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is explained on the basis of William‘ (l923,l924.A,B) and Buxton's (l932,l933) exposition of the comparatively high humidity in sand, cracks of walls, and soil in areas that are otherwise dry. Brett's discussion and the comparison of his findings with those of Gun. liffe and of other workers, especially those of Robinson (19420) discussed on p. 137, which corroborate those of Brett, should be studied for their practical importance by anyone concerned with

Q. moubata. Since only careful and thorough research in the field as well as in the laboratory can conclusively settle the matter,

a more complete discussion of this question is hardly in order here.

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No thorough studies of the internal anatomy and histology of _Q. moubata have been undertaken. What has been done on certain aspects of these subjects is reviewed in the following paragraphs. On the whole, workers have been content to accept Christophers' (1906) careful though still somewhat general description of the internal anatomy of O. savi i as also applicable to 0. moubata. Recently, Bugdorfer_(l§§I§ Efis provided a short account of the internal anatomy of 0. moubata and some of his excellent illustrations are reproduced-(Figures 56 to 58). However, 9. moubata deserves more specialized attention than it has thus far been accorded. These two species differ in habits, habitats, distribution, and receptivity to pathogenic organisms. It may be expected, therefore, that under their leathery shells, which also differ, significant anatomical and physiological differences remain to be demonstrated.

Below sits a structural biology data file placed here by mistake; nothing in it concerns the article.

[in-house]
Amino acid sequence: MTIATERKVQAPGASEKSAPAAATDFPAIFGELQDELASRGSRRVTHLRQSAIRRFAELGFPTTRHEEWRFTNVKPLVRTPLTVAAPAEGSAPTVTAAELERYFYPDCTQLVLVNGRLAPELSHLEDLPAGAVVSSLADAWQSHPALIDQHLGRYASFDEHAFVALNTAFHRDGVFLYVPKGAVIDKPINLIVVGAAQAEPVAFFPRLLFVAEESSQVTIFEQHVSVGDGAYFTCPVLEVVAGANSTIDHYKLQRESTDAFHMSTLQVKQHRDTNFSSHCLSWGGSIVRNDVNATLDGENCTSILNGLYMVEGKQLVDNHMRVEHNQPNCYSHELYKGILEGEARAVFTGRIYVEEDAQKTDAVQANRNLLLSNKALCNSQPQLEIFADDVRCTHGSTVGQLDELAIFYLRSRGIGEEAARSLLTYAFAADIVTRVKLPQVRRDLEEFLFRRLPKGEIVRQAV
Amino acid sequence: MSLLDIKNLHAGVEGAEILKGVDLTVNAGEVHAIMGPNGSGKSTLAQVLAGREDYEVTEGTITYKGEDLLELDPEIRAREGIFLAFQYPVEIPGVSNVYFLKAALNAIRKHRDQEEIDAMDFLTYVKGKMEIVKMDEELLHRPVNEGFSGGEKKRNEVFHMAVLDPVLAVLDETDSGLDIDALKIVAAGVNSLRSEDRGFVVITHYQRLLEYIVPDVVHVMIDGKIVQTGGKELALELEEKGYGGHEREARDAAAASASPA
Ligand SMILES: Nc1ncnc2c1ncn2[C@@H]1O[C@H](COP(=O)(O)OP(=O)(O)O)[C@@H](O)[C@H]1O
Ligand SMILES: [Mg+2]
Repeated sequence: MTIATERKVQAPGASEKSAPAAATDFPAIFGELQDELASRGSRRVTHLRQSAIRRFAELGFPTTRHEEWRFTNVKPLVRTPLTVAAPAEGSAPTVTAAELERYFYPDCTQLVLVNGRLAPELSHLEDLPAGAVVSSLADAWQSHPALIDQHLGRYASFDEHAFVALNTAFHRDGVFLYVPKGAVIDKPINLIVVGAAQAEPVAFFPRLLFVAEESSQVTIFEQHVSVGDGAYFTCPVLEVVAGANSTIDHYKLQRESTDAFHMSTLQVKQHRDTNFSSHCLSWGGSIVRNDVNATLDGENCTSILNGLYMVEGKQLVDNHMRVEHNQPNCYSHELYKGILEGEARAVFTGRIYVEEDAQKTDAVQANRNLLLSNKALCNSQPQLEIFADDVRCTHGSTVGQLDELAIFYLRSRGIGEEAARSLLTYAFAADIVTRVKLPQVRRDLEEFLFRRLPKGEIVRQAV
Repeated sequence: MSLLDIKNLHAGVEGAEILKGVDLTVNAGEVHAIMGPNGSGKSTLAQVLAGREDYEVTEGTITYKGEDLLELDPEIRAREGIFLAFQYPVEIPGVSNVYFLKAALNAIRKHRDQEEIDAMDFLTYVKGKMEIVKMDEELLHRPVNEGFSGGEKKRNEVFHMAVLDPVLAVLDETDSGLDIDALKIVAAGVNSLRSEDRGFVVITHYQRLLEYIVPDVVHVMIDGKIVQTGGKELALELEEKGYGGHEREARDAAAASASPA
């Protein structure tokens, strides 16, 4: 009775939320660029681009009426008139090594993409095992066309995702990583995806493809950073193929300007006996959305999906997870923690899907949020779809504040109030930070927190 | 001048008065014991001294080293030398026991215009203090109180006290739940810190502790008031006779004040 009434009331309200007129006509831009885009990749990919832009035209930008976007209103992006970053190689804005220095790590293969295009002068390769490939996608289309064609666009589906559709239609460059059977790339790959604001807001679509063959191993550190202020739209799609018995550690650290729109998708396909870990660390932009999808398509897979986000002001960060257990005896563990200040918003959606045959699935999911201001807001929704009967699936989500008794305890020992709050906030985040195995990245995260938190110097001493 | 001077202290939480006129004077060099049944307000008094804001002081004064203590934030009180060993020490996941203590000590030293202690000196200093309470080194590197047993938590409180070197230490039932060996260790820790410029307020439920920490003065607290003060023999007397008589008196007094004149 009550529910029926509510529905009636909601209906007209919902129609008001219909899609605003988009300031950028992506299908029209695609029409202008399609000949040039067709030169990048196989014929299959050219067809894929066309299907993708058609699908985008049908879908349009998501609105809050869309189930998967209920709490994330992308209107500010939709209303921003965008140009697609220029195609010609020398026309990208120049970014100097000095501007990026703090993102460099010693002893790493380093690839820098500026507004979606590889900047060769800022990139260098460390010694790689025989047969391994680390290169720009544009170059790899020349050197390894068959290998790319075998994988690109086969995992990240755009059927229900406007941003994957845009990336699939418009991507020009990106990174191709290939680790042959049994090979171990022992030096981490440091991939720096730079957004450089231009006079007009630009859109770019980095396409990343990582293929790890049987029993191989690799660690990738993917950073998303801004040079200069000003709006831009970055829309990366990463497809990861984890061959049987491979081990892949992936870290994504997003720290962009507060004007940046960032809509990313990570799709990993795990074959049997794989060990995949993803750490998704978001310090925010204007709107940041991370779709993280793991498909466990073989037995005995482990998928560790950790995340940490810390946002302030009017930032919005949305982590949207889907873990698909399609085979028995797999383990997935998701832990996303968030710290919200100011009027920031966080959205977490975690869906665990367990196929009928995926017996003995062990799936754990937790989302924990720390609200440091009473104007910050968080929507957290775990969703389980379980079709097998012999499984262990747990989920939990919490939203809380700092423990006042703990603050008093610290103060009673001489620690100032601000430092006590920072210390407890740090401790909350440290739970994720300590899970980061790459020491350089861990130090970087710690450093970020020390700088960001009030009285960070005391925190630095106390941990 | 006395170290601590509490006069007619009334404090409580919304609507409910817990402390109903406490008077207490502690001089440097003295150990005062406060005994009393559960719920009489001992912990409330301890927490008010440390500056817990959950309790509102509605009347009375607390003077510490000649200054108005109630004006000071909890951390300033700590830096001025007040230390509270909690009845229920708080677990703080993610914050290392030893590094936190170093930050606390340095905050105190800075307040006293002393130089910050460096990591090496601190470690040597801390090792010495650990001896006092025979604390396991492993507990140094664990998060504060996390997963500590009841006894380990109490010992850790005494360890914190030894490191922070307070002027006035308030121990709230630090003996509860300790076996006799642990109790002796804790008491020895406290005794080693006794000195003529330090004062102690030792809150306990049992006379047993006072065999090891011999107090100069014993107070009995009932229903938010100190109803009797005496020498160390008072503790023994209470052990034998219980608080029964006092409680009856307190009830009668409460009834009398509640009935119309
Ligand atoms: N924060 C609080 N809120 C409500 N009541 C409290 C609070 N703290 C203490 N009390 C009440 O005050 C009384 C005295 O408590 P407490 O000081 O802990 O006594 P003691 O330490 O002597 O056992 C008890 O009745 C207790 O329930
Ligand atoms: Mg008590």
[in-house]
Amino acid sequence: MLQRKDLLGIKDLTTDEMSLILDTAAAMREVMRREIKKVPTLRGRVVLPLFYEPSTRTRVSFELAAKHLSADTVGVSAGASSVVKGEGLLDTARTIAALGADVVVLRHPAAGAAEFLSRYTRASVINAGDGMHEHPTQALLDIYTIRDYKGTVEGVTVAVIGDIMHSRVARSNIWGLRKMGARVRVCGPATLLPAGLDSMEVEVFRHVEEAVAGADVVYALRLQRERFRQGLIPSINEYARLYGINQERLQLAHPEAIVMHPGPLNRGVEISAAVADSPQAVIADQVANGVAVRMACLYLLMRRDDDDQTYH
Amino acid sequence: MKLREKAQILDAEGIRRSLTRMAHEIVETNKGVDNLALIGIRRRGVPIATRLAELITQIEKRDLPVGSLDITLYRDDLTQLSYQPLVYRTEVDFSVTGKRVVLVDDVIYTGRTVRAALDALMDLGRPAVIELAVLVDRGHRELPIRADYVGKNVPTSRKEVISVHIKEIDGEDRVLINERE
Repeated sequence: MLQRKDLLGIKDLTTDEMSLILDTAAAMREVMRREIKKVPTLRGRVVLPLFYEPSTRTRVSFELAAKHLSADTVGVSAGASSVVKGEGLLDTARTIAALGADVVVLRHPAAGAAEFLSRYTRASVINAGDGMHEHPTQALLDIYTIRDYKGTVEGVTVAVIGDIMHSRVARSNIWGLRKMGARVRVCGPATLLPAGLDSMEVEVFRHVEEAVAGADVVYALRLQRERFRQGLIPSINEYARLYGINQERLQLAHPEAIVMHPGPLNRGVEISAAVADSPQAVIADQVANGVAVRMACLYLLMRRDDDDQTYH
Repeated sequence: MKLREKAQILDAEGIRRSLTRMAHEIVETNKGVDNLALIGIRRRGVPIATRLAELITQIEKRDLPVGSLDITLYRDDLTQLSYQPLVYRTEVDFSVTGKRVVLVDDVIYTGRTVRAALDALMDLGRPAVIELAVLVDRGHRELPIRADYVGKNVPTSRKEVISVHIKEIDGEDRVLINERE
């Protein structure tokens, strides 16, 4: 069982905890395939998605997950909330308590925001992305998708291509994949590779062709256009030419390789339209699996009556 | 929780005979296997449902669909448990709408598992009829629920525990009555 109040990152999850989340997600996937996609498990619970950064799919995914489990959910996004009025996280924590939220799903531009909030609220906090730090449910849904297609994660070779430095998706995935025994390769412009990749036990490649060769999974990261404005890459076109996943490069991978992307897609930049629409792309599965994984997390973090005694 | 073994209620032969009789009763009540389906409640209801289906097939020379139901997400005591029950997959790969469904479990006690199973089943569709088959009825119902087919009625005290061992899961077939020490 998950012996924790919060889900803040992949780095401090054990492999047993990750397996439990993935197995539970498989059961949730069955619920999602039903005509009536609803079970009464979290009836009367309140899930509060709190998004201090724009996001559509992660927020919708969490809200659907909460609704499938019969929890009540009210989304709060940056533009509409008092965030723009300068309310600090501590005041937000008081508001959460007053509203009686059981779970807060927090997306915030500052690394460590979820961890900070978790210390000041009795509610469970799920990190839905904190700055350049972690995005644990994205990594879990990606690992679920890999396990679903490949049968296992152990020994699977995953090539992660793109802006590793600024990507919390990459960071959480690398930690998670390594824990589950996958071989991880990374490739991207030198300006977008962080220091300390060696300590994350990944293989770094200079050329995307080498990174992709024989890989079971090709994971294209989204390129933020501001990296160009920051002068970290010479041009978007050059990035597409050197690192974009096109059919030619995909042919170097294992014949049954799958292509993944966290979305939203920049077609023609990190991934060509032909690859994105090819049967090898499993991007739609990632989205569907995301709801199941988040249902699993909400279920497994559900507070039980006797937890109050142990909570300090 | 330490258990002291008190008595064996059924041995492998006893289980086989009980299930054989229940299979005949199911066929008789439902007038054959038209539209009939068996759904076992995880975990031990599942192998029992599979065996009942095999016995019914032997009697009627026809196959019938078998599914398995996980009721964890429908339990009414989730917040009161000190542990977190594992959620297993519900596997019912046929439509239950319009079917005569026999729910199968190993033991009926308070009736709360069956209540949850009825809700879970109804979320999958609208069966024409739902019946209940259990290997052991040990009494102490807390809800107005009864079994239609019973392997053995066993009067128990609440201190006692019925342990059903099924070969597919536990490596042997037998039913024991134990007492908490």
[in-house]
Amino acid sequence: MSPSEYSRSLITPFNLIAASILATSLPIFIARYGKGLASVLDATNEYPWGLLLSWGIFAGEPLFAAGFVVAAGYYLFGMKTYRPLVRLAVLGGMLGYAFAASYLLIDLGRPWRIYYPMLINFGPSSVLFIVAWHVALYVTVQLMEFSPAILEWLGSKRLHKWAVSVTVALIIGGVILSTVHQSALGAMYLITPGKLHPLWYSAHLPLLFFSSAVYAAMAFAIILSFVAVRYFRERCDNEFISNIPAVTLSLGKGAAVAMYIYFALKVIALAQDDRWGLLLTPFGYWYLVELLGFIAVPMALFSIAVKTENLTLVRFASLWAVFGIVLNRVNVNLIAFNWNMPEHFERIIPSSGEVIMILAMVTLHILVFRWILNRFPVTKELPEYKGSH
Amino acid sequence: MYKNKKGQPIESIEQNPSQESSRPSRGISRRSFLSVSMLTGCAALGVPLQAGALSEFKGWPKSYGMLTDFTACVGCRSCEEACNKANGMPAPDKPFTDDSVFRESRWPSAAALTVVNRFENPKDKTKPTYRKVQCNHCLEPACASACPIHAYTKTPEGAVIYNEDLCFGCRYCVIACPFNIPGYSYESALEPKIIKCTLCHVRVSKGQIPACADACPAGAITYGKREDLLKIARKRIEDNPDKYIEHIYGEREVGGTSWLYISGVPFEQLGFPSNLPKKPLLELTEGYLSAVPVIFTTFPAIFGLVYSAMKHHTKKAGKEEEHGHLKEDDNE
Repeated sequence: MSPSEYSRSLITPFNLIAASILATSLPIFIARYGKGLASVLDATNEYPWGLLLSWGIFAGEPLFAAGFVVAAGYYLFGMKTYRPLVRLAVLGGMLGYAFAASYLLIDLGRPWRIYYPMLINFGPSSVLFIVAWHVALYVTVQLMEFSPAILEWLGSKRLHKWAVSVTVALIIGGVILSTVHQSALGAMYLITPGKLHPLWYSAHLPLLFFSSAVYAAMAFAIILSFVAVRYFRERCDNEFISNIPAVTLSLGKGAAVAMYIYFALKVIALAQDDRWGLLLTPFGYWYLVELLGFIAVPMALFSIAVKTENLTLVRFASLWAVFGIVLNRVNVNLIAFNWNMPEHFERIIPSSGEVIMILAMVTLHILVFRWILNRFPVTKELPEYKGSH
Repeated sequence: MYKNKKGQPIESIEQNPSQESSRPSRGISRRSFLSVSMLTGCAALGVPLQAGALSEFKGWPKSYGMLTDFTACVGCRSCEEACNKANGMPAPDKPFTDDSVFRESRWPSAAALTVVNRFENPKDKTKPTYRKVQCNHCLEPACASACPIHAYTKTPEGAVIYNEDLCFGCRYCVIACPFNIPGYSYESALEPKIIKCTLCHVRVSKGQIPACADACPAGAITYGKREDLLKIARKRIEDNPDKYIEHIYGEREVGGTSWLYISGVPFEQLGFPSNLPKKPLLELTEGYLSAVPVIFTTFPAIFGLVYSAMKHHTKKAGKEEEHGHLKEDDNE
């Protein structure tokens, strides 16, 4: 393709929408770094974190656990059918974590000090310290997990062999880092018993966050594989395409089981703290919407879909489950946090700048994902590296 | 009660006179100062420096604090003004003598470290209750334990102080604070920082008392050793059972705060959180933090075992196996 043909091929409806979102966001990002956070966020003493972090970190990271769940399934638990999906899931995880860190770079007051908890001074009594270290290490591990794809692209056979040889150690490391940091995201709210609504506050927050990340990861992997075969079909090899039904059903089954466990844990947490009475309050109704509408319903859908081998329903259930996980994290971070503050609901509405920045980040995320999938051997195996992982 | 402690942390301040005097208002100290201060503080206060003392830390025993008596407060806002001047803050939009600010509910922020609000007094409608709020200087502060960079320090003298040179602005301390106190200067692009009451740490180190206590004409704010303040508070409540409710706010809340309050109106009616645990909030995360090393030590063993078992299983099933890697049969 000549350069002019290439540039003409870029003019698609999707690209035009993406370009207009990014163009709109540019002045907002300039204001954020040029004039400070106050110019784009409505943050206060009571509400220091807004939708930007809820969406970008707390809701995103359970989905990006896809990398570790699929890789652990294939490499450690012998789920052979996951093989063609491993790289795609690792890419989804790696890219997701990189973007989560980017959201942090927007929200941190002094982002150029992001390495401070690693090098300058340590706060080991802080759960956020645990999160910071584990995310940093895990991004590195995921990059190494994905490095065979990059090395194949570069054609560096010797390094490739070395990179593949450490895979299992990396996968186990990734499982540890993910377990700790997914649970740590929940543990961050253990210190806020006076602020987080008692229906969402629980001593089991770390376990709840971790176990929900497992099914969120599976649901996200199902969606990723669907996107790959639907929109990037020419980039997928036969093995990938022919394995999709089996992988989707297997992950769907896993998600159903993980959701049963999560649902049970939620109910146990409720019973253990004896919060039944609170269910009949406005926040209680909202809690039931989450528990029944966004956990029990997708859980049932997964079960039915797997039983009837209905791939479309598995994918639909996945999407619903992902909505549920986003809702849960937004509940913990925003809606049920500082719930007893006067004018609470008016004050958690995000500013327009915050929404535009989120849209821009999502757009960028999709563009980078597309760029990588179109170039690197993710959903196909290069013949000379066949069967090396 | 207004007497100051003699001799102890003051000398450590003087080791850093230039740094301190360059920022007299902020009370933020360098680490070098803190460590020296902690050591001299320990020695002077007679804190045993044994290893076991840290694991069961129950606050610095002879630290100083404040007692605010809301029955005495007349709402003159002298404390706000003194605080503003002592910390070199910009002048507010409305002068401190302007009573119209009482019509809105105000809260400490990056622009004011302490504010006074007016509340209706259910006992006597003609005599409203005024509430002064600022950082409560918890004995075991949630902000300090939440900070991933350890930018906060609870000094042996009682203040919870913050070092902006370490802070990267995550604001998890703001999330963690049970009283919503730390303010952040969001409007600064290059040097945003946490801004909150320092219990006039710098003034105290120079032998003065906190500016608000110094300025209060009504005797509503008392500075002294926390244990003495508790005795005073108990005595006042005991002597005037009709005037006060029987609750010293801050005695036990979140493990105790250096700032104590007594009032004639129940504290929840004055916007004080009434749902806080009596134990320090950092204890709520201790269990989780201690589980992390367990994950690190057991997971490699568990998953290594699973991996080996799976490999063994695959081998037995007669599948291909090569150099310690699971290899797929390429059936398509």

Internal Anatomy

The general featues of the internal anatomy of these two species are similar and Christophers' (loc. cit.) description of a dissection of 0. savi n ' as presented'beI3w: applies equally well to Q. nnubata ‘($1 own differences noted):

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“Over the whole dorsum lies a fine membranous ex. pansion of tracheae and trabeculae of the fat body. Lying in this, in the median line, is the delicate tubular heart. Posteriorly, at about the junction of

the middle with the posterior third of the body, this is considerably dilated. Stripping off the expansion, the main mass of the viscera, consisting'largely of

the large dark red blood sacs of the alimentary canal, are exposed. By carefully unavelling these, the ar. rangement of long diverticula, described later, can

be made out. Lying upon the diverticula in the posts. rior portion of the body is the over , studded with developing ova. Upon either side 0 the ovary are